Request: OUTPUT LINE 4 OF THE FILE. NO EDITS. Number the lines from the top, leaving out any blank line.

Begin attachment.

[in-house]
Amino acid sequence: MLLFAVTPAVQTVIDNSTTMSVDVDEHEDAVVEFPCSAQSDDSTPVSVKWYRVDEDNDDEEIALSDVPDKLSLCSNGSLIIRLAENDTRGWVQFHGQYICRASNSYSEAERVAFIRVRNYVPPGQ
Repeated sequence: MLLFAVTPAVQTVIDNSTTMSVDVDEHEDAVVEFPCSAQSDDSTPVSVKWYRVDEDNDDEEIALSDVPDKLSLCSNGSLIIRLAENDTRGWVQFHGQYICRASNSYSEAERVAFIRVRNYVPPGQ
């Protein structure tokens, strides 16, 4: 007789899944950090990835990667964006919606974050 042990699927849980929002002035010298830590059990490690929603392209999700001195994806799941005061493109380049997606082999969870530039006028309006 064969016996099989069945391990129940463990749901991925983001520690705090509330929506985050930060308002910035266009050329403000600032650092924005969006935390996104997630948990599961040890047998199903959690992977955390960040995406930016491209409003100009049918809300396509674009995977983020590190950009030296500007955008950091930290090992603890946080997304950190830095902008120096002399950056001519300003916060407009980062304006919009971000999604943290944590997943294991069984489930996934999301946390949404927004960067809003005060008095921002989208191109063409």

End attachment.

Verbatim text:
């Protein structure tokens, strides 16, 4: 007789899944950090990835990667964006919606974050 042990699927849980929002002035010298830590059990490690929603392209999700001195994806799941005061493109380049997606082999969870530039006028309006 064969016996099989069945391990129940463990749901991925983001520690705090509330929506985050930060308002910035266009050329403000600032650092924005969006935390996104997630948990599961040890047998199903959690992977955390960040995406930016491209409003100009049918809300396509674009995977983020590190950009030296500007955008950091930290090992603890946080997304950190830095902008120096002399950056001519300003916060407009980062304006919009971000999604943290944590997943294991069984489930996934999301946390949404927004960067809003005060008095921002989208191109063409």